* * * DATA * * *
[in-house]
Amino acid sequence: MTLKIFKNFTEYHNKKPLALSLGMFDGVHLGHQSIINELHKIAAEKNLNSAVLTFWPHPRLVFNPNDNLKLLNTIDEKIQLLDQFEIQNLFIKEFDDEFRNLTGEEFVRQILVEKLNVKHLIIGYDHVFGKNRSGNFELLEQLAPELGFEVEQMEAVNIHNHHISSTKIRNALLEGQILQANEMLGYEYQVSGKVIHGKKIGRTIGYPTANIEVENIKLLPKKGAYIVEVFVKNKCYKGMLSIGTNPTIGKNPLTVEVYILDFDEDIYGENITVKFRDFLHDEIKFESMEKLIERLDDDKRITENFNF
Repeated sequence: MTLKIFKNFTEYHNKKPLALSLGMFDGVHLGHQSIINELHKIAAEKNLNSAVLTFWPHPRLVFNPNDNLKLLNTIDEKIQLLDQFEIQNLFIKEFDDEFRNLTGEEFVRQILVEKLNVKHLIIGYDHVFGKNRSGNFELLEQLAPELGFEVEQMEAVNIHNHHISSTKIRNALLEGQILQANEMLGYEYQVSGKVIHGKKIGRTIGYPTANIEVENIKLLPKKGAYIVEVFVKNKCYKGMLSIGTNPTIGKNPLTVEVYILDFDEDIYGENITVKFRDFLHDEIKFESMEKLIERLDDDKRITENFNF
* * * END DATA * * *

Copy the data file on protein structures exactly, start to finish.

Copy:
[in-house]
Amino acid sequence: MTLKIFKNFTEYHNKKPLALSLGMFDGVHLGHQSIINELHKIAAEKNLNSAVLTFWPHPRLVFNPNDNLKLLNTIDEKIQLLDQFEIQNLFIKEFDDEFRNLTGEEFVRQILVEKLNVKHLIIGYDHVFGKNRSGNFELLEQLAPELGFEVEQMEAVNIHNHHISSTKIRNALLEGQILQANEMLGYEYQVSGKVIHGKKIGRTIGYPTANIEVENIKLLPKKGAYIVEVFVKNKCYKGMLSIGTNPTIGKNPLTVEVYILDFDEDIYGENITVKFRDFLHDEIKFESMEKLIERLDDDKRITENFNF
Repeated sequence: MTLKIFKNFTEYHNKKPLALSLGMFDGVHLGHQSIINELHKIAAEKNLNSAVLTFWPHPRLVFNPNDNLKLLNTIDEKIQLLDQFEIQNLFIKEFDDEFRNLTGEEFVRQILVEKLNVKHLIIGYDHVFGKNRSGNFELLEQLAPELGFEVEQMEAVNIHNHHISSTKIRNALLEGQILQANEMLGYEYQVSGKVIHGKKIGRTIGYPTANIEVENIKLLPKKGAYIVEVFVKNKCYKGMLSIGTNPTIGKNPLTVEVYILDFDEDIYGENITVKFRDFLHDEIKFESMEKLIERLDDDKRITENFNF